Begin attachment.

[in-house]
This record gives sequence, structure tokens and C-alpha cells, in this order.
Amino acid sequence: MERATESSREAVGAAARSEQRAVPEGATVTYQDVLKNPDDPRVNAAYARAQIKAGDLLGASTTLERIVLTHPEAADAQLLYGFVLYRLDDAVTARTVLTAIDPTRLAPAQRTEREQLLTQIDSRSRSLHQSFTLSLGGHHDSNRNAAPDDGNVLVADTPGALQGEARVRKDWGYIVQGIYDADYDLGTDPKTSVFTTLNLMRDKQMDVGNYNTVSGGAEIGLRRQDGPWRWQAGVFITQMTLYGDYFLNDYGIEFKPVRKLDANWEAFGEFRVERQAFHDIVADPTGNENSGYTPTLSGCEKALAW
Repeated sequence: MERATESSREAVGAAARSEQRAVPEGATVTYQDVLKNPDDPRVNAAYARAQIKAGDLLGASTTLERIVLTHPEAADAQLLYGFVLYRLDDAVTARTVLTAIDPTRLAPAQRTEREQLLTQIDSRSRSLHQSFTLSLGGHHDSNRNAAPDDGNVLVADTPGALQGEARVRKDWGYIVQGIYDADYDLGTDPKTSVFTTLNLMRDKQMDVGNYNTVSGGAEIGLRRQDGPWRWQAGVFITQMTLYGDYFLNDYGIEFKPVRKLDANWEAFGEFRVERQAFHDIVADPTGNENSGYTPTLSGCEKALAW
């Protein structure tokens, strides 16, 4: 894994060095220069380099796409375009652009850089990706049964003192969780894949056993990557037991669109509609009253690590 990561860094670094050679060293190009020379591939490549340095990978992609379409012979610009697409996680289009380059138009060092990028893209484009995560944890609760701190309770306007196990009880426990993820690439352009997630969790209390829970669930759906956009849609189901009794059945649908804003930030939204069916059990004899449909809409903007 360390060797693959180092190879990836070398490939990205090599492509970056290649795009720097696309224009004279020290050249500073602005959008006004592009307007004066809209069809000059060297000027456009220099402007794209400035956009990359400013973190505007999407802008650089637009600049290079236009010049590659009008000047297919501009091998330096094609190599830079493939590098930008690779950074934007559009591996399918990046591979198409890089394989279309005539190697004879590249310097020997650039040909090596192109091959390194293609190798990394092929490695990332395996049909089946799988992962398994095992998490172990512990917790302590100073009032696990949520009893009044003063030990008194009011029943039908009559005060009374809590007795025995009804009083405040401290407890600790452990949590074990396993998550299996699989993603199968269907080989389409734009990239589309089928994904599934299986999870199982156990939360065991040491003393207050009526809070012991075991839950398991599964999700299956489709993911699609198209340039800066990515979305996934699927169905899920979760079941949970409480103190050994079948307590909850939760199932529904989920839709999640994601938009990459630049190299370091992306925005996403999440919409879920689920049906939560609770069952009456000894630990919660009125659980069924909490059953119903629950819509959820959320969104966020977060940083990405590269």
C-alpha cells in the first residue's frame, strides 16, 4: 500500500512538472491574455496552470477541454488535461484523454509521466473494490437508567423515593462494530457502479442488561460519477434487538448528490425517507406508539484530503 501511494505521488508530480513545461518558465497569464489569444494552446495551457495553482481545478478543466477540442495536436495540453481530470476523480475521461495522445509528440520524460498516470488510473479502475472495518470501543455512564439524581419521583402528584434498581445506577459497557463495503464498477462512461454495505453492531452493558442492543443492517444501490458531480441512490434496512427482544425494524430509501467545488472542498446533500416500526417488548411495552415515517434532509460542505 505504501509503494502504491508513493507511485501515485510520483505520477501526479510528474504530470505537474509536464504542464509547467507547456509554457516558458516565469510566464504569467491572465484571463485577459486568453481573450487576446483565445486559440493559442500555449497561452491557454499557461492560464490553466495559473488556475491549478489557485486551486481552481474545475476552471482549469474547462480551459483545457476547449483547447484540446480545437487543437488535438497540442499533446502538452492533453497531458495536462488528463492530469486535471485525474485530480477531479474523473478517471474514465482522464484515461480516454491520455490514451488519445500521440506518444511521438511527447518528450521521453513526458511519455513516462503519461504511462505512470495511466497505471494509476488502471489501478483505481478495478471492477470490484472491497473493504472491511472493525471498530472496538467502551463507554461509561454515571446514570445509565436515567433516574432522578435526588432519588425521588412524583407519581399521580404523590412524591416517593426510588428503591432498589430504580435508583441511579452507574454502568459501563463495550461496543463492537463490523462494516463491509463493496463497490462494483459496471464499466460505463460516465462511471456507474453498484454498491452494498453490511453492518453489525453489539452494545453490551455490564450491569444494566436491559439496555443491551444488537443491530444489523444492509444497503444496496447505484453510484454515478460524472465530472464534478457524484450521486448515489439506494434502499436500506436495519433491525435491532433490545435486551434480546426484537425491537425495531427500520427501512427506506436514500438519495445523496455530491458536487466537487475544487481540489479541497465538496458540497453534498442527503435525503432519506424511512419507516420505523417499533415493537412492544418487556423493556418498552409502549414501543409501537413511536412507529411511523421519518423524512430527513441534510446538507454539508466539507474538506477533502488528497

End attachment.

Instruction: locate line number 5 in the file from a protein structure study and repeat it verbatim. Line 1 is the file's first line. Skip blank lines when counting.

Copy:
């Protein structure tokens, strides 16, 4: 894994060095220069380099796409375009652009850089990706049964003192969780894949056993990557037991669109509609009253690590 990561860094670094050679060293190009020379591939490549340095990978992609379409012979610009697409996680289009380059138009060092990028893209484009995560944890609760701190309770306007196990009880426990993820690439352009997630969790209390829970669930759906956009849609189901009794059945649908804003930030939204069916059990004899449909809409903007 360390060797693959180092190879990836070398490939990205090599492509970056290649795009720097696309224009004279020290050249500073602005959008006004592009307007004066809209069809000059060297000027456009220099402007794209400035956009990359400013973190505007999407802008650089637009600049290079236009010049590659009008000047297919501009091998330096094609190599830079493939590098930008690779950074934007559009591996399918990046591979198409890089394989279309005539190697004879590249310097020997650039040909090596192109091959390194293609190798990394092929490695990332395996049909089946799988992962398994095992998490172990512990917790302590100073009032696990949520009893009044003063030990008194009011029943039908009559005060009374809590007795025995009804009083405040401290407890600790452990949590074990396993998550299996699989993603199968269907080989389409734009990239589309089928994904599934299986999870199982156990939360065991040491003393207050009526809070012991075991839950398991599964999700299956489709993911699609198209340039800066990515979305996934699927169905899920979760079941949970409480103190050994079948307590909850939760199932529904989920839709999640994601938009990459630049190299370091992306925005996403999440919409879920689920049906939560609770069952009456000894630990919660009125659980069924909490059953119903629950819509959820959320969104966020977060940083990405590269």